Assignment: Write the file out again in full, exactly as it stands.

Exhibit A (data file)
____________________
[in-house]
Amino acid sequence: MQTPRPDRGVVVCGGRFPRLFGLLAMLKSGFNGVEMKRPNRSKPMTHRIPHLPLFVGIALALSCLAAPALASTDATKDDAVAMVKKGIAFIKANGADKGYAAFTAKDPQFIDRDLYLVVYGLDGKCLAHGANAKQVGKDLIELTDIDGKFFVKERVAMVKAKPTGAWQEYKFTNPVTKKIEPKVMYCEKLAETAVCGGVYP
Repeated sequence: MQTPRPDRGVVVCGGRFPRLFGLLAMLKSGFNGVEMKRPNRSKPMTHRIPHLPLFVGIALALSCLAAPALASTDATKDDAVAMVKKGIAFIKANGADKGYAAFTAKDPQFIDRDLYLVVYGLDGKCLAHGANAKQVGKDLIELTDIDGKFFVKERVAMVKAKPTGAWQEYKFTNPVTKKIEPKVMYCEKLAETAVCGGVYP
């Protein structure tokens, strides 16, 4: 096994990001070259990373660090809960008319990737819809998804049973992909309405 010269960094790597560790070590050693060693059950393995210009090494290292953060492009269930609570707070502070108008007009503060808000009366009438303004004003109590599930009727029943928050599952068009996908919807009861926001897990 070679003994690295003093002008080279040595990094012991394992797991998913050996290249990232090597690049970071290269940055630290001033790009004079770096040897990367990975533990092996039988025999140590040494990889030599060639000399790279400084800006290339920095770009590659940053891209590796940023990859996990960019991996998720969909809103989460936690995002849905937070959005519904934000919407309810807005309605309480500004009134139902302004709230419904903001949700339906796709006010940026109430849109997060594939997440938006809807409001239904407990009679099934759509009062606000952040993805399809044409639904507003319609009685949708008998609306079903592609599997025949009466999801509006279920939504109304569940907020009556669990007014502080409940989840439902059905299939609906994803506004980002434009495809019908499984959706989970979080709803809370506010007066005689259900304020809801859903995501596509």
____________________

[in-house]
Amino acid sequence: MQTPRPDRGVVVCGGRFPRLFGLLAMLKSGFNGVEMKRPNRSKPMTHRIPHLPLFVGIALALSCLAAPALASTDATKDDAVAMVKKGIAFIKANGADKGYAAFTAKDPQFIDRDLYLVVYGLDGKCLAHGANAKQVGKDLIELTDIDGKFFVKERVAMVKAKPTGAWQEYKFTNPVTKKIEPKVMYCEKLAETAVCGGVYP
Repeated sequence: MQTPRPDRGVVVCGGRFPRLFGLLAMLKSGFNGVEMKRPNRSKPMTHRIPHLPLFVGIALALSCLAAPALASTDATKDDAVAMVKKGIAFIKANGADKGYAAFTAKDPQFIDRDLYLVVYGLDGKCLAHGANAKQVGKDLIELTDIDGKFFVKERVAMVKAKPTGAWQEYKFTNPVTKKIEPKVMYCEKLAETAVCGGVYP
């Protein structure tokens, strides 16, 4: 096994990001070259990373660090809960008319990737819809998804049973992909309405 010269960094790597560790070590050693060693059950393995210009090494290292953060492009269930609570707070502070108008007009503060808000009366009438303004004003109590599930009727029943928050599952068009996908919807009861926001897990 070679003994690295003093002008080279040595990094012991394992797991998913050996290249990232090597690049970071290269940055630290001033790009004079770096040897990367990975533990092996039988025999140590040494990889030599060639000399790279400084800006290339920095770009590659940053891209590796940023990859996990960019991996998720969909809103989460936690995002849905937070959005519904934000919407309810807005309605309480500004009134139902302004709230419904903001949700339906796709006010940026109430849109997060594939997440938006809807409001239904407990009679099934759509009062606000952040993805399809044409639904507003319609009685949708008998609306079903592609599997025949009466999801509006279920939504109304569940907020009556669990007014502080409940989840439902059905299939609906994803506004980002434009495809019908499984959706989970979080709803809370506010007066005689259900304020809801859903995501596509």